Dionysus was one hell of a god. His credits include: god of wine-making, harvest and wine; of fertility, ritual madness and religious ecstasy; not to mention theater. Like most legends and deities of Greek mythology, his history and influence are fluid, subject to interpretation and interpreter. With such wide-ranging attributes, one can imagine that he must play a role in many others’ stories. The Wilma Theater’s Dionysus Was Such a Nice Man focuses on his distant yet direct bearing on the Oedipus tale, adding modern twists and settings in this impactful retelling.
An unnamed messenger (who, if not Hermes, at least bears some of his qualities) introduces the tale of a baby who was left in the care of a shepherd and his family, discarded by his royal parents due to a prophecy involving marrying his mother and murdering his father. This is not the baby’s story, however; this is the story of that shepherd, Polybus, and his wife Merope and daughter Alcinoe. When the messenger, played with seamless range by Matteo Scammell, brings news of Oedipus’s ascension to the throne following a five-year absence, the family’s reactions are mixed.
Here’s where Dionysus gets involved, in a god-like way. Wine flows, beer flows even more, and inhibitions fall. Polybus (Luverne Seifert) fluctuates from joyful to murderous to suicidal when he feels tossed aside by his adopted son. Upon learning of a plague that’s affecting her livestock, Alcinoe (Taysha Marie Canales) loses all hope and, with help from wine, judgement. The messenger, who has fallen for Alcinoe, commits an unspeakable act under the spell of wine and, in his mind, love.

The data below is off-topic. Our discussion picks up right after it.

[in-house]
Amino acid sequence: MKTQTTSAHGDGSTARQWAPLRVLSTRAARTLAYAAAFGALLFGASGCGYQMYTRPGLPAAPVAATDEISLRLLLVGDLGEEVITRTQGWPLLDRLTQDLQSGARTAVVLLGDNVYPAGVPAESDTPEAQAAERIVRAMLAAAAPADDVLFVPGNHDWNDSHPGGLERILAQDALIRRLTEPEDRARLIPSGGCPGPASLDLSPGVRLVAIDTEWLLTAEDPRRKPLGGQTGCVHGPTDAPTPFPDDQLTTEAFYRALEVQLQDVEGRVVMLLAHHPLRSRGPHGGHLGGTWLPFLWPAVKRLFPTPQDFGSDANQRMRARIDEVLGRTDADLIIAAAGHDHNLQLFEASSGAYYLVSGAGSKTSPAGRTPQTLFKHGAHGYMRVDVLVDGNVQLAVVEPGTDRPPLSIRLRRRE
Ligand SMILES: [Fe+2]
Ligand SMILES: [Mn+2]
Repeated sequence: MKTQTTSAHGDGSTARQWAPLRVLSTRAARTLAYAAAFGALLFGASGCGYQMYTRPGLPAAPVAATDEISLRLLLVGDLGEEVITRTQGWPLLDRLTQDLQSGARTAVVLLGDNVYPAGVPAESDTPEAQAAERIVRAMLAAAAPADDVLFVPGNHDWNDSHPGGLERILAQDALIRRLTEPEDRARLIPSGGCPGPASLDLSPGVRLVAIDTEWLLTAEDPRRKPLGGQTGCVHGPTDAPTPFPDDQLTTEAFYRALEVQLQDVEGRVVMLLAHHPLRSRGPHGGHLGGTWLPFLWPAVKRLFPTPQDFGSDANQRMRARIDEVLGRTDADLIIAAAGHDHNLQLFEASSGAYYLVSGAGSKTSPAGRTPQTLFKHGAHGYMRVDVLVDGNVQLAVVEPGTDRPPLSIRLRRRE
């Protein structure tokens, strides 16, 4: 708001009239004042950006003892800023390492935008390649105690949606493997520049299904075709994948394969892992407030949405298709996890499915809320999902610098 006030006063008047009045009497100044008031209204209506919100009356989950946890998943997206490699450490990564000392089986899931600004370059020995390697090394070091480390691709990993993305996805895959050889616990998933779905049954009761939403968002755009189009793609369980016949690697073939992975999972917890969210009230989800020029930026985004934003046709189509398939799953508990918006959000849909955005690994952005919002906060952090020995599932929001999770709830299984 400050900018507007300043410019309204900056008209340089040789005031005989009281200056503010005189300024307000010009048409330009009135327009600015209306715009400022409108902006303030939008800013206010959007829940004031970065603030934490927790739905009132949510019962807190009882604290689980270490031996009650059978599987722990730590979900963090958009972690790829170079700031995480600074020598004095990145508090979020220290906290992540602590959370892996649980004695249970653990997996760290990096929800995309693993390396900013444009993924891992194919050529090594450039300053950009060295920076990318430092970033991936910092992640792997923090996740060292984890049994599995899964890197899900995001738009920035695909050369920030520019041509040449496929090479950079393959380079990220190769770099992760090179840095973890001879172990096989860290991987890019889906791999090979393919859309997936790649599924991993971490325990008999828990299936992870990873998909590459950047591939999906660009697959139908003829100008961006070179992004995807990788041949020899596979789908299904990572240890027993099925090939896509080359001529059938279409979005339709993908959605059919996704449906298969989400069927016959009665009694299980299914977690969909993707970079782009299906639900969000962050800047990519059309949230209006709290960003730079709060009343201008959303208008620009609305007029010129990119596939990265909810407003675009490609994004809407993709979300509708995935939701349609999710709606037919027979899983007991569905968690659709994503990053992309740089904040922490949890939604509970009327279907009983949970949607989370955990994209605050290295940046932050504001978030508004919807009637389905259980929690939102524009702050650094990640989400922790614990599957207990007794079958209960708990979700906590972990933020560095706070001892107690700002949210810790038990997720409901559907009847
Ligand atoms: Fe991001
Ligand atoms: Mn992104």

Dionysus Was Such a Nice Man marks the first production created by the Wilma HotHouse, an “incubator for artists, artistic exploration, learning, and practice,” whose end-result is fully realized pieces for the Wilma stage. Playwright Kate Tarker wrote the script, but as a whole, it was developed with the help of Lecoq alum Dominique Serrand, who directed this piece. The outcome is a gestalt in which no one element can exist alone. The performances transcend Tarker’s written words, but the words mix poetry and quips in ways that allow the actors to transcend the stage.
Speaking of the stage, the two-story set, designed by Kristen Robinson elicits both the stifling claustrophobia of a small house and the liberating expanse of greenery and hills. But as the play bears out, the outside tends to be where the problems are: lies and danger and distrust, and home is where one is free to be oneself.
The free-flowing script invites interpretation from the audience in the first act; whom can you trust? Who is telling the truth? Whom do you like? Whom are you supposed to trust and like? The second act answers these questions, in a manner that is jarringly overt in comparison with the setup. If, at intermission, there are any questions about the direction of Dionysus Was Such a Nice Man and its relevance to today’s society, they are addressed quickly, and a subplot is thrust into the forefront, but it takes a backseat to an episode between Oedipus (Keith J. Conallen) and his adopted mother. Rather than wrap these loose ends into a bow or at least a knot, the show ends with an unsatisfying moral.
Dionysus Was Such a Nice Man is further evidence that stories and characters of old are not only timeless; they are fair game for revisiting and revision. On a whiteboard outside of the theater, guests are invited to write what Dionysus means to them, and each of the answers that I saw were different. The Wilma’s interpretation may not necessarily enter the canon of Greek mythology, but it’s a creative and relevant chapter in an endless book.
For tickets and more information, visit https://www.wilmatheater.org
Photos by Johanna Austina/AustinArt.Org